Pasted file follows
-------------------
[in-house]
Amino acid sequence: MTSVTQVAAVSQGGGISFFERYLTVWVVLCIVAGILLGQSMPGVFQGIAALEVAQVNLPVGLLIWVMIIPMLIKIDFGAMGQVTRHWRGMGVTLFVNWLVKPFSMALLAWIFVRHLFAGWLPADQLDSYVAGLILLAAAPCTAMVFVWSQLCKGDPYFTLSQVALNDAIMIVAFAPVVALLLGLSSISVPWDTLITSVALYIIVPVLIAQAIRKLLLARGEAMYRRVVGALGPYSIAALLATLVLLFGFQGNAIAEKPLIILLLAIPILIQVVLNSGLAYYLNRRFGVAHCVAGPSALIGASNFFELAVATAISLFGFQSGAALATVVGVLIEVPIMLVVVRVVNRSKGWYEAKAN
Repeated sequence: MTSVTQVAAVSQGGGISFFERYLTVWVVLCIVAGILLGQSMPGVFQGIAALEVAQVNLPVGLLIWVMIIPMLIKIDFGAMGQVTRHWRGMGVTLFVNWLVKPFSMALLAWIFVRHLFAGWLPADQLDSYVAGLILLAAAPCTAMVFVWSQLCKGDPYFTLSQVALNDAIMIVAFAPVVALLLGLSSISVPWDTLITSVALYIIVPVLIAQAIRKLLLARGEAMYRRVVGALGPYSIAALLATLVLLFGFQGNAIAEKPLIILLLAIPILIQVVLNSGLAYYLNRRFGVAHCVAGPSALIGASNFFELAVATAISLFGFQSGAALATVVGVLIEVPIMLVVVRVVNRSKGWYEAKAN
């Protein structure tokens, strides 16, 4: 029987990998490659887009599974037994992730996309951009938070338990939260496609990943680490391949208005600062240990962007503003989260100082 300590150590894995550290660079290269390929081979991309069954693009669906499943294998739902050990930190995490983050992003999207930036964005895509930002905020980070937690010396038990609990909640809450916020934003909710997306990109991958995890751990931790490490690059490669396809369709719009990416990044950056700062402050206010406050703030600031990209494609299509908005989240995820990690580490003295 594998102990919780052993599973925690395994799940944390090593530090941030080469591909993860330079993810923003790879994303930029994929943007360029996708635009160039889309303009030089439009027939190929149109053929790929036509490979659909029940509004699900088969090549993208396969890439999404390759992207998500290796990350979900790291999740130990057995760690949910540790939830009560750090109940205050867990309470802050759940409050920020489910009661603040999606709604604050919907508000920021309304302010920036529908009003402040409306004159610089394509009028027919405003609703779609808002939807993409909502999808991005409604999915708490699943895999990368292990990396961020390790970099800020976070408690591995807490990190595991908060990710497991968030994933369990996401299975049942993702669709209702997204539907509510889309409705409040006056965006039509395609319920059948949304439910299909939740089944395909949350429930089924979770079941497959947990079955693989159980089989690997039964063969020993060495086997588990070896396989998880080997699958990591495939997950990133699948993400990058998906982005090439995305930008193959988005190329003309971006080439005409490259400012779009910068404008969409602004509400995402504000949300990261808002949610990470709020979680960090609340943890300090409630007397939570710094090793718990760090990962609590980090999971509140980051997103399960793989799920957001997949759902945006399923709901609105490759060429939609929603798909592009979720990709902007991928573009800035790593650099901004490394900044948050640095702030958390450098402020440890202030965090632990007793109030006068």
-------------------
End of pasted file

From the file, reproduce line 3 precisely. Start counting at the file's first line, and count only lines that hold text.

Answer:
Repeated sequence: MTSVTQVAAVSQGGGISFFERYLTVWVVLCIVAGILLGQSMPGVFQGIAALEVAQVNLPVGLLIWVMIIPMLIKIDFGAMGQVTRHWRGMGVTLFVNWLVKPFSMALLAWIFVRHLFAGWLPADQLDSYVAGLILLAAAPCTAMVFVWSQLCKGDPYFTLSQVALNDAIMIVAFAPVVALLLGLSSISVPWDTLITSVALYIIVPVLIAQAIRKLLLARGEAMYRRVVGALGPYSIAALLATLVLLFGFQGNAIAEKPLIILLLAIPILIQVVLNSGLAYYLNRRFGVAHCVAGPSALIGASNFFELAVATAISLFGFQSGAALATVVGVLIEVPIMLVVVRVVNRSKGWYEAKAN